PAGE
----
Spanish born photographer from Puertollano, Ciudad Real, is exposing her collection of photos taken in India called “Tierra de Sueños” (Land of Dreams) in Malaga this summer 2020. The outdoor exhibition located at Calle Alcazabilla was organised by Fundación La Caixa and Fundación Vicente Ferrer.
Cristina García Rodero is a famous photographer with an impressive background. Her work has been recognised worldwide including many award-winning photos: the World Press Photo (1993), National Photography Prize (1996) and Gold Medal of Merit in Fine Arts (2005) to name a few. She is also the first Spanish female photojournalist to work for the Magnum agency and author of the famous ‘España Oculta’ project in the 1970s and 1980s in rural parts of Spain. For this project, “Tierra de Sueños”, García focuses her attention on the women in India.
The photographer claims she has been mesmerised by India. “India is a country that wins you over, and the people, with their simplicity, won me over even more. Above all, you realise that it’s not difficult to relate to people,” says this legendary photographer. Tierra de Sueños (Land of Dreams) captures this love she had experienced and witnessed during her journey in India.
“One day some people from the Fundación La Caixa and Fundación Vicente Ferrer came to see if I would agree to do a book and an exhibition. I had been working in India since 2001 and didn’t need much convincing, because it seemed like another good way of helping the Fundación Vicente Ferrer through what I do, take photos,” says García. The legendary photographer spent a month and a half in India, capturing vivid moments of the everyday life of women in Anantapur, in the state of Andhra Pradesh, one of the most vulnerable in the country, where the Fundación Vicente Ferrer has been fighting poverty for decades.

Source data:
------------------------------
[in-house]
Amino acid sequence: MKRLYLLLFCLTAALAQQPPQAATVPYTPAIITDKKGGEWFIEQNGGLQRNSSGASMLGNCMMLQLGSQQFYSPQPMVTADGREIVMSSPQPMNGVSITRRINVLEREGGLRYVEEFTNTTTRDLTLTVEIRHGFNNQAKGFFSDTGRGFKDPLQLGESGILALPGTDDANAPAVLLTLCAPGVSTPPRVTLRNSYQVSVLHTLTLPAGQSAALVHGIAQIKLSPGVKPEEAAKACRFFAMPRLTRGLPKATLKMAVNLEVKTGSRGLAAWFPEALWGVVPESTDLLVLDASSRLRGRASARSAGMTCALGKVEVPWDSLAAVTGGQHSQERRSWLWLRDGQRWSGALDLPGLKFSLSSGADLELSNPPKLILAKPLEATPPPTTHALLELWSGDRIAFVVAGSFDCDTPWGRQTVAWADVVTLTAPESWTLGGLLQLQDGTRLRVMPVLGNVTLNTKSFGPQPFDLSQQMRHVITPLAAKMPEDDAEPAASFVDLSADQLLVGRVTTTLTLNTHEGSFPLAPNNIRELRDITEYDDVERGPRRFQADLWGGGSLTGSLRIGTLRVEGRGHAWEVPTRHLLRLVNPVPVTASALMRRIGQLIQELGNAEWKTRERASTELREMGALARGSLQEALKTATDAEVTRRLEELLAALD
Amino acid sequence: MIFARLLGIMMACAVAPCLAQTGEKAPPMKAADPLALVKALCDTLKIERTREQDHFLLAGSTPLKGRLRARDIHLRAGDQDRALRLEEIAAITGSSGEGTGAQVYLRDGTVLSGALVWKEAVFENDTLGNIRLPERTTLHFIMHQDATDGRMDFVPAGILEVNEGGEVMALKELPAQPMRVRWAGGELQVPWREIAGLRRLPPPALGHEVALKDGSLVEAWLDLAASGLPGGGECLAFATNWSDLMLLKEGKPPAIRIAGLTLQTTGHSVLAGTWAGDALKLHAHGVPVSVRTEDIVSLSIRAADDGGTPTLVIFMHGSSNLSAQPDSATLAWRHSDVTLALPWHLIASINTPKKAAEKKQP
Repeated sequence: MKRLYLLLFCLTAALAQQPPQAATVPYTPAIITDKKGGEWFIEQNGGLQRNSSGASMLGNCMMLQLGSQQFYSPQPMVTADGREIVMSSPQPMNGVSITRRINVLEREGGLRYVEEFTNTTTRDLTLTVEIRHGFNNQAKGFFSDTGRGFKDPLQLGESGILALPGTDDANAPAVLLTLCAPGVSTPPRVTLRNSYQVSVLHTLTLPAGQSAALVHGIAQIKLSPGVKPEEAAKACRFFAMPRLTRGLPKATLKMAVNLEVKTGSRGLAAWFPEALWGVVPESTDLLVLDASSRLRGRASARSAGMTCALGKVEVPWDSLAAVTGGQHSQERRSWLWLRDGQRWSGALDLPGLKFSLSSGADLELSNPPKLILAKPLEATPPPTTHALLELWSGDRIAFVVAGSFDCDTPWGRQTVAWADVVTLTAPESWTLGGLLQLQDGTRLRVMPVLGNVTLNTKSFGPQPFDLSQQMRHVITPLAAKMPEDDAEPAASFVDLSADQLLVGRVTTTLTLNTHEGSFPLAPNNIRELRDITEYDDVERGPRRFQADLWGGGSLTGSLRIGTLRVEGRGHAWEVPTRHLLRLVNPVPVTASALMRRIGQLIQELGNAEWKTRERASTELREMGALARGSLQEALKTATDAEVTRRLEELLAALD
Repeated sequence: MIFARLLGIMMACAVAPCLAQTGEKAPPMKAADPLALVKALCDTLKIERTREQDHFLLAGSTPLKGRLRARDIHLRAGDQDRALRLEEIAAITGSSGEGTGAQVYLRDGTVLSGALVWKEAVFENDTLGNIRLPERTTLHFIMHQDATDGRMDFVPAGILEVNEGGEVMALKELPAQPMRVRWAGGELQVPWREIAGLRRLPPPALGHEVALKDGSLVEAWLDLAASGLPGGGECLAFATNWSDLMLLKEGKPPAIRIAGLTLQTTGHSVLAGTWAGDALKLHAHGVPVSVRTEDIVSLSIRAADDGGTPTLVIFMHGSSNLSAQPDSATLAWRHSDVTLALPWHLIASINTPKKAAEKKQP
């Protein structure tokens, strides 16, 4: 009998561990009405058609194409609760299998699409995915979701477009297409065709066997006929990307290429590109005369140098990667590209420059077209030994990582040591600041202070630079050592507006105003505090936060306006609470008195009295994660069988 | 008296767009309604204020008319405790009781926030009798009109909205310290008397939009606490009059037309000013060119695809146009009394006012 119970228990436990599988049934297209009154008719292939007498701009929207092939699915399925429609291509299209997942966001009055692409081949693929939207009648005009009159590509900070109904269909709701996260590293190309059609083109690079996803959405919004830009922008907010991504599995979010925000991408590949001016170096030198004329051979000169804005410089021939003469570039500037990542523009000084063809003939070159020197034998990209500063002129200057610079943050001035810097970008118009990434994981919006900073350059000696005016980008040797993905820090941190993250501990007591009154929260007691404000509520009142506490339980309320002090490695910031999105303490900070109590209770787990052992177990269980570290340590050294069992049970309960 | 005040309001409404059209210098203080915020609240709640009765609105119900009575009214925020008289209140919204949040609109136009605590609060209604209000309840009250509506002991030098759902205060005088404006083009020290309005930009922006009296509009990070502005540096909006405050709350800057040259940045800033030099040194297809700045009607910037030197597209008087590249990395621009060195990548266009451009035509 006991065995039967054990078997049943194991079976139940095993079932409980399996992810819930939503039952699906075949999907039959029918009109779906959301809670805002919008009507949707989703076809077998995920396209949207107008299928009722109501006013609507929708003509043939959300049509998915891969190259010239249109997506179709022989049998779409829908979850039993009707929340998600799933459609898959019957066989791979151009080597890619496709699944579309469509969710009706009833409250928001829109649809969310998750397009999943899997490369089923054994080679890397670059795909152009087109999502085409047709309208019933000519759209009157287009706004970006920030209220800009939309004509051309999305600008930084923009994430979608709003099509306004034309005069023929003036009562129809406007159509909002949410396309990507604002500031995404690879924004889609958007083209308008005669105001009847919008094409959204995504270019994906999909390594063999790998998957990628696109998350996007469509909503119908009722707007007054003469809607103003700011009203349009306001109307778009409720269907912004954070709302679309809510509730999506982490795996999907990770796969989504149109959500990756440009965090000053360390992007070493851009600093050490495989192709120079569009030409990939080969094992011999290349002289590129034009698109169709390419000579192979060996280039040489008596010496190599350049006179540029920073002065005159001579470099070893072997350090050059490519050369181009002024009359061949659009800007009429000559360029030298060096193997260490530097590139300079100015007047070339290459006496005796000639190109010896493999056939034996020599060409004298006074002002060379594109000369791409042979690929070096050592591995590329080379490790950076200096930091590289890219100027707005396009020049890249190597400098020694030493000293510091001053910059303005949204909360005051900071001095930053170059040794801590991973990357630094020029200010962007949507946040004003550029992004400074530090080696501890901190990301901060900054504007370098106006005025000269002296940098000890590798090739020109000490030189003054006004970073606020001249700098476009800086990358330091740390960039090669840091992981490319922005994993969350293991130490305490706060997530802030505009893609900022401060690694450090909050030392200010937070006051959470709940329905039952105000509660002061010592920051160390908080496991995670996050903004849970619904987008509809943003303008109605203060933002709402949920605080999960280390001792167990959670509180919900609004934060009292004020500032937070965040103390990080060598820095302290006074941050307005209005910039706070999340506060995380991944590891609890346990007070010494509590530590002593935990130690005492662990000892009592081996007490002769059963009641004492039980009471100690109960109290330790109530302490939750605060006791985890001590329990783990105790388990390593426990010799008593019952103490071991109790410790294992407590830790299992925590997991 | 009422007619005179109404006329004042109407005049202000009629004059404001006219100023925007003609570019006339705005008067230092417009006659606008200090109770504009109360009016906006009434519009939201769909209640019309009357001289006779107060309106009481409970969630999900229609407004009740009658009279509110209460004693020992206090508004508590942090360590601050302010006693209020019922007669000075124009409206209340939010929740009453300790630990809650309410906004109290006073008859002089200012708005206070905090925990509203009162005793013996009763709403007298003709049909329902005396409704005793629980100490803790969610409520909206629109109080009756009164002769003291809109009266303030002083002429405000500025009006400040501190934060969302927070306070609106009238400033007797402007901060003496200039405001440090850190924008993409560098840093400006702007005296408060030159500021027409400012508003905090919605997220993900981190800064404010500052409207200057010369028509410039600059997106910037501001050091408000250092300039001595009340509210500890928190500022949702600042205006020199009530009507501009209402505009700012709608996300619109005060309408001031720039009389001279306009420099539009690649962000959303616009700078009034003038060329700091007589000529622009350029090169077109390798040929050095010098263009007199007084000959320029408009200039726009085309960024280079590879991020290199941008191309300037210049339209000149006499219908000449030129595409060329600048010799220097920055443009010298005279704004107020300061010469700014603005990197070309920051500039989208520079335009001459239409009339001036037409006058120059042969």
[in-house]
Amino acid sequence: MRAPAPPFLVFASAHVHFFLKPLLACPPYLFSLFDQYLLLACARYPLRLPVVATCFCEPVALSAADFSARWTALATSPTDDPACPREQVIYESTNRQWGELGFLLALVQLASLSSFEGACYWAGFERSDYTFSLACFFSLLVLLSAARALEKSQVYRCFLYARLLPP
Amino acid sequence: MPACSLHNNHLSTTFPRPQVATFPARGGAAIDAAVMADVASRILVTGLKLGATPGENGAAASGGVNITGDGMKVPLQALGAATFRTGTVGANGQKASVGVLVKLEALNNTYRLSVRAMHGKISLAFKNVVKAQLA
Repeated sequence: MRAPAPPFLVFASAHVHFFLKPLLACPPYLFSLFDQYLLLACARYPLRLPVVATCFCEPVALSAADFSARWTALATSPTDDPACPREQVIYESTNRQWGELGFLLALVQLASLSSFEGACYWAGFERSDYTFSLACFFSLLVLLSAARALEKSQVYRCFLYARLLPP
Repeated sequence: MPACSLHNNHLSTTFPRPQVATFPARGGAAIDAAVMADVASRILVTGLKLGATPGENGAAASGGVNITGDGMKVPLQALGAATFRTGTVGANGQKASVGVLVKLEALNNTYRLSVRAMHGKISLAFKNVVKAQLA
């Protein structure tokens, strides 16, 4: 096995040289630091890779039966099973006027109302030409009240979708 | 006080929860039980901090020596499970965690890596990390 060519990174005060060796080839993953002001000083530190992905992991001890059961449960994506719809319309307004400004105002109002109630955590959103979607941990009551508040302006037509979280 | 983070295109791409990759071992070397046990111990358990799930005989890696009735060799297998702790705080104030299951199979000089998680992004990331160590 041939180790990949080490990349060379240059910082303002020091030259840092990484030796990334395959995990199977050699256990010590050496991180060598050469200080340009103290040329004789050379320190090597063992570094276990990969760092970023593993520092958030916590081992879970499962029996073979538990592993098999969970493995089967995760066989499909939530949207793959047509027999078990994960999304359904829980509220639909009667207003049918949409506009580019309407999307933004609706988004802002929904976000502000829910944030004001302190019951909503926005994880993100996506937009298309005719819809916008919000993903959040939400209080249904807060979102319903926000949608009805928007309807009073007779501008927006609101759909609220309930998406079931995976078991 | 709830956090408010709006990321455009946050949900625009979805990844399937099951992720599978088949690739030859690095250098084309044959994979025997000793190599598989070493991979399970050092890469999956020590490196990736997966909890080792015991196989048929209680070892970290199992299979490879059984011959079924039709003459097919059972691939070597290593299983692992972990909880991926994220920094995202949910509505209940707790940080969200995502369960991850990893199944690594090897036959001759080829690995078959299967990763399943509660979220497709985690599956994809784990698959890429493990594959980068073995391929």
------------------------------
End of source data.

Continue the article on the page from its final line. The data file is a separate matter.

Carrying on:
The Fundación Vicente Ferrer has set-up a hospital in this particularly vulnerable area in India. “It attends hundreds of people every day, free of charge, and the work the Fundación does there is impressive,” says García. She adds: “Women are not valued. They are considered a burden on the family because the parents have to pay the dowry when they get married and they must give their daughter away. There have been many abortions due to this scenario. That’s why, in India, when a woman is pregnant, they never tell her the sex of her baby. This is their way of trying to prevent more abortions,” explains the photographer.
“When you’re there, it is impressive to see how the Fundación has gradually adapted to the needs of the population and tried to improve where it is most needed. For example, they have been building schools for children with different disabilities, and they have taught many women who have had polio a profession, providing them with some form of independence and freedom. When you’re there, you can also see how Vicente Ferrer managed to convince people to donate and help those most in need,” confirms the legendary photographer. “I went to seven Muslim, Christian and Hindu weddings and everywhere people were very generous to me.”
The Exhibition and A Book
García Rodero produced Tierra de Sueños, a book of 140 photos taken during her stay in Anantapur. 40 of these are on exhibition in the open air in Malaga.